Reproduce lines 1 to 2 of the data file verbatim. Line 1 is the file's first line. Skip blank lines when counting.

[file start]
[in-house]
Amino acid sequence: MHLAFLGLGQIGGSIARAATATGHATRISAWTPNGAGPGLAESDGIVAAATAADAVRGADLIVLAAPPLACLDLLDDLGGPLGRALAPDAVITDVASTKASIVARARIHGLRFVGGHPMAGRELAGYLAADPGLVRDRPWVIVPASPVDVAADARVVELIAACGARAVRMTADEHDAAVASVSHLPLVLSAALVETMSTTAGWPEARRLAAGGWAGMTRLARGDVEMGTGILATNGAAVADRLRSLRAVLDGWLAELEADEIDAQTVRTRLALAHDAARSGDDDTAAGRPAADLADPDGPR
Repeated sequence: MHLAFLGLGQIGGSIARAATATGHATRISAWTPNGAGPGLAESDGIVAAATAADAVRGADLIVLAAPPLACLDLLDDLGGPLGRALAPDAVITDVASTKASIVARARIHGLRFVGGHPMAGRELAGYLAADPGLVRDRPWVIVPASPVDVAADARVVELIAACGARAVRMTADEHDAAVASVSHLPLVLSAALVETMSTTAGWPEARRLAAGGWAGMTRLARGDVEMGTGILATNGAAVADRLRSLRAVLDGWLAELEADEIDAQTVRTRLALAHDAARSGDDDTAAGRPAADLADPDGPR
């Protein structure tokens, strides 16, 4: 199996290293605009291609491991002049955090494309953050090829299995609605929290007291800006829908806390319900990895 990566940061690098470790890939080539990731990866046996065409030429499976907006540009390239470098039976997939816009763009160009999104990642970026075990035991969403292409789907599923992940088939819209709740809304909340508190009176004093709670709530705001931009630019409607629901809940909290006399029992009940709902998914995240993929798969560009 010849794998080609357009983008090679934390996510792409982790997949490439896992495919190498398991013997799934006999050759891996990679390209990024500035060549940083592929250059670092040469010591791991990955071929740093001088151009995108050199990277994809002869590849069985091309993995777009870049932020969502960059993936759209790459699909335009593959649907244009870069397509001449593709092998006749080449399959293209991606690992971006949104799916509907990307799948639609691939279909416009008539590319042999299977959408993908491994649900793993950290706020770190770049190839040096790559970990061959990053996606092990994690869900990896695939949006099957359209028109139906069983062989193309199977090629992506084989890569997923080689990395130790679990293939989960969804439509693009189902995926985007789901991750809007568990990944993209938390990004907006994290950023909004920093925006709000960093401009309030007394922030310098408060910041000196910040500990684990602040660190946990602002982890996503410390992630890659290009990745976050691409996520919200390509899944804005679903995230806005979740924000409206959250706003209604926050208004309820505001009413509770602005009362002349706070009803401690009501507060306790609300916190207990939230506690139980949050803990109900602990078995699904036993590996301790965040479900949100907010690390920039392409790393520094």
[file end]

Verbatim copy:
[in-house]
Amino acid sequence: MHLAFLGLGQIGGSIARAATATGHATRISAWTPNGAGPGLAESDGIVAAATAADAVRGADLIVLAAPPLACLDLLDDLGGPLGRALAPDAVITDVASTKASIVARARIHGLRFVGGHPMAGRELAGYLAADPGLVRDRPWVIVPASPVDVAADARVVELIAACGARAVRMTADEHDAAVASVSHLPLVLSAALVETMSTTAGWPEARRLAAGGWAGMTRLARGDVEMGTGILATNGAAVADRLRSLRAVLDGWLAELEADEIDAQTVRTRLALAHDAARSGDDDTAAGRPAADLADPDGPR